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Fed's Evans says to be nervous about the yield curve, but the US economy is solid at Reuters



© Reuters. Charles Evans, president of the Federal Reserve Bank of Chicago, constitutes a photo in Palm Beach

By Noah Sin

HONG KONG (Reuters) – US Governor Charles Evans said it was understandable for the markets to be nervous as the yield curve flattened , though he was still sure of the US growth outlook.

Many see as a bad omen for the US economy, yields on benchmark US 1

0-year government bonds fell further below three-month rates in Asia on Monday, an inversion that has previously signaled the risk of economic recession.

The yield curve inverted on Friday for the first time since mid-2007.

Evans described the inversion as "rather narrow".

"We must take into account that there has been a secular decline in long-term interest rates," Evans said in comments to Credit Suisse (SIX 🙂 Asian Investment Conference in Hong Kong days after The Fed signaled an end to its tightening and abandoned plans for further interest rate hikes in 2019. "Part of this is structurally related to lower trend growth, lower real interest rates," he said. "I believe in this environment, it is probably more natural that the yield curves are somewhat flatter than they have been historical."

On the sidelines of the conference, Evans told CNBC in an interview that he could understand why investors were more "alert, waiting and looking," added the Fed did the same. But he added that economic fundamentals were "good" and he expected growth to be around 2 percent this year.

"Your first reaction will be" wow, it's less than we had "and I think it lacks the message."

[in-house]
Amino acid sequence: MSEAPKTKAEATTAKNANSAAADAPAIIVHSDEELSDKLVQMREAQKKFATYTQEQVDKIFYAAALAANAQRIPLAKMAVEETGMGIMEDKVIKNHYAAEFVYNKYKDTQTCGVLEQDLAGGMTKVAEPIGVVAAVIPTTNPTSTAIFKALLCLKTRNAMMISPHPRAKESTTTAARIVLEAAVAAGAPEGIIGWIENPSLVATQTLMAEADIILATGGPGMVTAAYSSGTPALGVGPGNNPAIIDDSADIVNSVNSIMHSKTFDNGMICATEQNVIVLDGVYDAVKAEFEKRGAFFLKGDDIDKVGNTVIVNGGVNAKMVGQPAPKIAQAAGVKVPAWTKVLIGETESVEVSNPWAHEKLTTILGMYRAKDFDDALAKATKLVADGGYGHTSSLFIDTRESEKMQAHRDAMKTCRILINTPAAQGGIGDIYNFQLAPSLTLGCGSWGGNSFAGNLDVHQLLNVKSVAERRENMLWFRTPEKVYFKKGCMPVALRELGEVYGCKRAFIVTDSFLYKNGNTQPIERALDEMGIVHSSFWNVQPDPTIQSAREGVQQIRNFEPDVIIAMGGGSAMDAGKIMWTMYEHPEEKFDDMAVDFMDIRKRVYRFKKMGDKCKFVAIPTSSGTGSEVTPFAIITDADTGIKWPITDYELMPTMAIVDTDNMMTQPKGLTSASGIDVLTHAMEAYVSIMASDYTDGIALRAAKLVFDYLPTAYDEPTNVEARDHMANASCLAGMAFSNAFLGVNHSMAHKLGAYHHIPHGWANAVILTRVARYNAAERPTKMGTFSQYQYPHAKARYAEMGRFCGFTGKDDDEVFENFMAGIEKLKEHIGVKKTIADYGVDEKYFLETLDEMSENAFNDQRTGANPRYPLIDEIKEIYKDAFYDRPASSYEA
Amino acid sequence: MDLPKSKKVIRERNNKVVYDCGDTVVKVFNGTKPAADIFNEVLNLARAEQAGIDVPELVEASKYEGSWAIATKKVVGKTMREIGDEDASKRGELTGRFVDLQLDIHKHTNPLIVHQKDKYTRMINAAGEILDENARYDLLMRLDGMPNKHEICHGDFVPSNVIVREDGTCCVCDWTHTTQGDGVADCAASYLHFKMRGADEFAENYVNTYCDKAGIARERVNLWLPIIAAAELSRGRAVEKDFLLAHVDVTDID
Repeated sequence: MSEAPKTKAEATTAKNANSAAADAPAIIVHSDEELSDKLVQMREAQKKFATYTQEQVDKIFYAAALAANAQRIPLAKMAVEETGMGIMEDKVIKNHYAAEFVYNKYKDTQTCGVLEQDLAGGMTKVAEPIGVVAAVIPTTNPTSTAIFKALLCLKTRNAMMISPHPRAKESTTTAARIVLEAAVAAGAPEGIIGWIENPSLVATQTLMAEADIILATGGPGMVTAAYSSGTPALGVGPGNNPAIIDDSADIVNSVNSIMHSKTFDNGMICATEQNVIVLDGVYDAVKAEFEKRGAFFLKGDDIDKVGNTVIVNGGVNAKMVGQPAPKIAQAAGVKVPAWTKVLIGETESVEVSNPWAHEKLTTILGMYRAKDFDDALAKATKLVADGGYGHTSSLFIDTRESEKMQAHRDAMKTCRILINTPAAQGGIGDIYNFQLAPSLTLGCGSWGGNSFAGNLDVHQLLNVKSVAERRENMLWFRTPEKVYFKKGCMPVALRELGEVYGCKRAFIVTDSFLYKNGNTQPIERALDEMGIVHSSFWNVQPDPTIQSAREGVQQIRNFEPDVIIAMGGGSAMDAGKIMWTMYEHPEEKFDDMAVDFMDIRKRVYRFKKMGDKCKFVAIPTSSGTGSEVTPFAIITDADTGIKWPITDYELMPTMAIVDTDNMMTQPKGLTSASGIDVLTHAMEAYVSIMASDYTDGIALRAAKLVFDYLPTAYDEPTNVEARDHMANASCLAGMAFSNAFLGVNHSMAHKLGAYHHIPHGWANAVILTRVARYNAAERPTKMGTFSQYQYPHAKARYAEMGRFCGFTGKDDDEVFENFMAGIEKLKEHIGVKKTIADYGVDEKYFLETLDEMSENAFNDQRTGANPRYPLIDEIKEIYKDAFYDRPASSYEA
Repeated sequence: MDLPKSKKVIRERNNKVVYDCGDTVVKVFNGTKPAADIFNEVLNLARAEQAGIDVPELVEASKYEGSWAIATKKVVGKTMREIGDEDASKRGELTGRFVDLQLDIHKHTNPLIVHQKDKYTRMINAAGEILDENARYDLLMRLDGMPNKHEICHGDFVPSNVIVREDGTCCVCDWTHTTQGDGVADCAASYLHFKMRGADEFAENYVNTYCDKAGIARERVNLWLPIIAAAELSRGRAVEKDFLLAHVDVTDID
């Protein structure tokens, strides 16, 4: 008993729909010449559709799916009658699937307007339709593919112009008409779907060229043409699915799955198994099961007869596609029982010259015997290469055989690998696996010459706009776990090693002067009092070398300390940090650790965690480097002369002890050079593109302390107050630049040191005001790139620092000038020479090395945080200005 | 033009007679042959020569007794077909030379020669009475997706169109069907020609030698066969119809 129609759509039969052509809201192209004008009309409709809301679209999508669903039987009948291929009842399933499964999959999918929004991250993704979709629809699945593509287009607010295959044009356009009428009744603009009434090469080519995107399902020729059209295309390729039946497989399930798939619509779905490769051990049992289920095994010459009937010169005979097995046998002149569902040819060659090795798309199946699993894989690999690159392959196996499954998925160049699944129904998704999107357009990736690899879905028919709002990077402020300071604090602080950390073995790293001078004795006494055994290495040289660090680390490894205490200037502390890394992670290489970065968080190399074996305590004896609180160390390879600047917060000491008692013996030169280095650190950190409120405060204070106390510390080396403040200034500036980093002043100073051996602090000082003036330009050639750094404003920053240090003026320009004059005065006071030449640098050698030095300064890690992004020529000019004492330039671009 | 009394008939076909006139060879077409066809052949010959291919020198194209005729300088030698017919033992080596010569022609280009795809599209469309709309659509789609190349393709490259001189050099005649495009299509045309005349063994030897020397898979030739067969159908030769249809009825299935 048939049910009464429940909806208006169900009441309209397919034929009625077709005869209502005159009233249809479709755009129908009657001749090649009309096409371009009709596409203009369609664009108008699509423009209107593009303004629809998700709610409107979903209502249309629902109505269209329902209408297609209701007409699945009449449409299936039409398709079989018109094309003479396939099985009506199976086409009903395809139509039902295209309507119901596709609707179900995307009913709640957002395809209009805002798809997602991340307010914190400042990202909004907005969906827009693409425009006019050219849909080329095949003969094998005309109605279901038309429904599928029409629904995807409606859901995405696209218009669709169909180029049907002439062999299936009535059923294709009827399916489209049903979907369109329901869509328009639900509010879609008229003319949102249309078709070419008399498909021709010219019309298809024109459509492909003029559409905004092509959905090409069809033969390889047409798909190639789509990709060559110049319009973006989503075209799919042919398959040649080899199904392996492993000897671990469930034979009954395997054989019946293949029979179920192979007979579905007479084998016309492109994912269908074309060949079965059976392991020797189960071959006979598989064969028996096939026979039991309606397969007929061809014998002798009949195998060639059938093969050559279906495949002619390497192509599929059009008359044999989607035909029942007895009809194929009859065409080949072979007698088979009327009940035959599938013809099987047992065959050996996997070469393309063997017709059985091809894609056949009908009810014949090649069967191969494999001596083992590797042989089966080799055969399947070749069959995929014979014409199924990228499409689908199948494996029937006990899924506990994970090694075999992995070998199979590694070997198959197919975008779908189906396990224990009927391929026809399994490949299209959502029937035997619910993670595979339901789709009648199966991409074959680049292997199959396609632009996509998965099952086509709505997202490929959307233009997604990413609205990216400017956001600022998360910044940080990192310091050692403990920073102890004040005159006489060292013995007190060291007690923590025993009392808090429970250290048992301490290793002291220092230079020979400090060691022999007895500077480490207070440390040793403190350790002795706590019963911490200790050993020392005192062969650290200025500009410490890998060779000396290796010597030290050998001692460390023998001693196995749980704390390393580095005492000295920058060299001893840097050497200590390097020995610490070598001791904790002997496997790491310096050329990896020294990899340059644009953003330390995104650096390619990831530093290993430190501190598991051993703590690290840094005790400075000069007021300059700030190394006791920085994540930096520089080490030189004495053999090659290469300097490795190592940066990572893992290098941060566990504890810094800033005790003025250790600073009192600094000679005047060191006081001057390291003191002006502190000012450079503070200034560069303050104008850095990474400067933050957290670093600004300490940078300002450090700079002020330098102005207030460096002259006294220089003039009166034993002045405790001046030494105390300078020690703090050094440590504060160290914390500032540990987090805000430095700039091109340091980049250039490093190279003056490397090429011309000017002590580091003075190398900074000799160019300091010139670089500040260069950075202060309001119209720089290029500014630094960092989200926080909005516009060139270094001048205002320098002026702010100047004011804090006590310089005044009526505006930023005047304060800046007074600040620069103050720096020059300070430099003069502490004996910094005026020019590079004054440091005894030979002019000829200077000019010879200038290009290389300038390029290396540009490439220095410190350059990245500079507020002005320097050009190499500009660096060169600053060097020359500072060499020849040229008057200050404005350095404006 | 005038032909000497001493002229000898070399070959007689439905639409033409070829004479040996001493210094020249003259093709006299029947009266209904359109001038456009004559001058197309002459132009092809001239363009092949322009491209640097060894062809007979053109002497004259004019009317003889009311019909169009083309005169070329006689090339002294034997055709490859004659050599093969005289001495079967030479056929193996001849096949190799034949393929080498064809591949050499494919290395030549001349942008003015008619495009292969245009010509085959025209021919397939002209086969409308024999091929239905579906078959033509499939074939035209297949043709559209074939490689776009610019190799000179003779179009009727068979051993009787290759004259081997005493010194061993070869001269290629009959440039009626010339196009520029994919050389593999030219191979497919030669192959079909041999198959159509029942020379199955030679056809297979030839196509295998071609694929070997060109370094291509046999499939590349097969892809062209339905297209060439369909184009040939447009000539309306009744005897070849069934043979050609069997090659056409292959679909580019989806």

TIME FOR PAUSE

On the monetary outlook, Evans said it was a good time for that the US central bank should pause and adopt a cautious attitude, adding that he had not expected any rate hikes until the second half of next year.

Softens his tone a few months ago, said Evans, who voted on interest rate policy this year that monetary policy was not accommodating or limiting at this time.

"I see things hindering inflation a little and I want to see inflation come up. So my own way can't expect a rate hike until next year, probably the second half," Evans said.

In January, he said the Fed could raise interest rates three times in 2019 if the US economy remained reasonably strong.

Last week, the Federal Reserve left interest rates stable at a range of 2.25 percent to 2.5 percent. New forecasts showed that 11 out of 17 Fed politicians expected no price changes for the rest of the year, up from just two in December.

The unexpectedly bad signal, the financial markets had quickly priced with a drop in next year.

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